World Vision Kenya
article • Friday, April 19th 2019

A Unique Friendship Brings Water to Communities in Need

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A unique friendship between Maurine (12) and Addyson (10 has changed lives in communities.©World Vision/Photo by Sarah Ooko

Three years ago, at only the age of 9, Maurine Jepkorir used to wake up at the crack of dawn and walk for over two kilometres to fetch water for home use.

The path to the spring, which her family and other members of Chesem village in Baringo North Sub-County relied on, was treacherous. As such, Maurine had to endure a steep, bushy and rocky trail that would cause her bare feet so much pain.

On her way up the hill to fetch water, she would pass by deep gullies looking like huge holes on the ground that threatened to 'swallow' her if she missed a step or lost concentration during the long water collection journey.

Maurine (left) shows Addyson the path she used to follow to fetch contaminated water.©World Vision/Photo by Sarah Ooko 

Worse still, there was always the chance that she might encounter snakes and other dangerous wild animals like hyenas that frequented the area.

 "I used to wake up at 5 o’clock each morning to make trips to the spring before preparing to go to school," says Maurine.

 "Afterwards, I would feel bad and tired. And I would arrive in school late at 11 o'clock instead of 8 in the morning when classes begin. So I would miss a lot."

Maurine (right) shows Addyson where she used to fetch contaminated water. ©World Vision/Photo by Sarah Ooko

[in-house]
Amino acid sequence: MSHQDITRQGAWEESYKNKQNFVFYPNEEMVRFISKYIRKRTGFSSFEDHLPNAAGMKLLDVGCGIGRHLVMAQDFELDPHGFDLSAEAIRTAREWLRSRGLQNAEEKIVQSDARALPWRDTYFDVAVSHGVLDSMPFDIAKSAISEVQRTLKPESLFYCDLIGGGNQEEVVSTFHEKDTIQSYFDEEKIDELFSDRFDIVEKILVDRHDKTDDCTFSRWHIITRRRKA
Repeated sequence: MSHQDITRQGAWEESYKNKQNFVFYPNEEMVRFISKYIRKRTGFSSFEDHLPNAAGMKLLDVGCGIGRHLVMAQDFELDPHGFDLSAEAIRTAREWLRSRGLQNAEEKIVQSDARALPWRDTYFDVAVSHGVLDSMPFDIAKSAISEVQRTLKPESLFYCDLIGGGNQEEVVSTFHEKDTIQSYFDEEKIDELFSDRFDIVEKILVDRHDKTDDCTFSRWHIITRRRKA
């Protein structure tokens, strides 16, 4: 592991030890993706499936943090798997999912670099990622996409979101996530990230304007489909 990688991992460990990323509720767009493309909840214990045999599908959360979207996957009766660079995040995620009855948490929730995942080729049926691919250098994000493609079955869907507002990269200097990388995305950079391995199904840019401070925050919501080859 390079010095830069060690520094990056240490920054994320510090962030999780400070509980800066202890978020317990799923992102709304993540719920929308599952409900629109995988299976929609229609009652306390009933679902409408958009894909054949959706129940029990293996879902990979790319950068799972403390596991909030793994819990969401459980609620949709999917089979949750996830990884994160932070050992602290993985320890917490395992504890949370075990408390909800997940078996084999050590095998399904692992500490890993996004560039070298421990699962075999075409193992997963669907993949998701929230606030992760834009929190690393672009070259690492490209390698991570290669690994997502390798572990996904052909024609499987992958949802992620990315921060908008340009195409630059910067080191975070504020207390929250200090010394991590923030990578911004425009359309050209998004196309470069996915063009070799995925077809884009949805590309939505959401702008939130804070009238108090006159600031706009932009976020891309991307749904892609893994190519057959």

Tides began changing for the young girl after she got an opportunity - through World Vision - to visit the United States and share her story at Kansas City in 2016.

This was during an awareness creation forum organised periodically by the organisation. The forum seeks to inspire and sensitise donors, fundraisers and well wishers on the significance of contributing funds to provide life changing clean water for children and communities in need, across Africa and other parts of the world.

At the function, Maurine shed light on the challenges that her community – especially children – go through due to lack of water. When she talked about how the problem affected her, many people cried and were engulfed in sadness.

Among them, was a young girl named Addyson Moffitt who was deeply touched by the suffering that Maurine and other children went through due to lack of water.

"I felt sad. Maurine was just about my age yet she was facing many challenges, walking for long distances to fetch dirty water that can make children sick and cause them to die," she says.

Addyson had accompanied her parents to the forum. Both her father and mother are members of Team World Vision which comprises of volunteers or well wishers from many parts of the United States that participate in different charity races to raise funds for clean water in Africa.

The profound and insightful encounter with Maurine, who she later interacted and spent time with, made Addyson find her purpose in life.

She felt inspired to follow in her parents’ footsteps and began running with the goal of making clean water available and easily accessible to all children in Africa.

Addyson running a half-marathon (21 kilometres) to raise funds for water in Africa. ©World Vision Photo 

Since 2017, the 10-year-old has participated in numerous half-marathons (21 kilometres each) and raised over 7 million Kenya shillings ($76,000) towards her water cause - thanks to the support from her family, friends, church members and other well wishers.  . 

Part of these finances have been used to bring piped and clean tap water to Maurine's home, through World Vision Kenya, which has also benefited her community.

The funds have also enabled the organisation to establish water distribution systems - using tanks and long distance pipes - that take clean water from protected springs and boreholes to families and schools in Bartabwa and Barwessa ward of Baringo North Sub-county, where Maurine comes from.  Approximately 8,000 people, including children, have directly benefited from the water projects.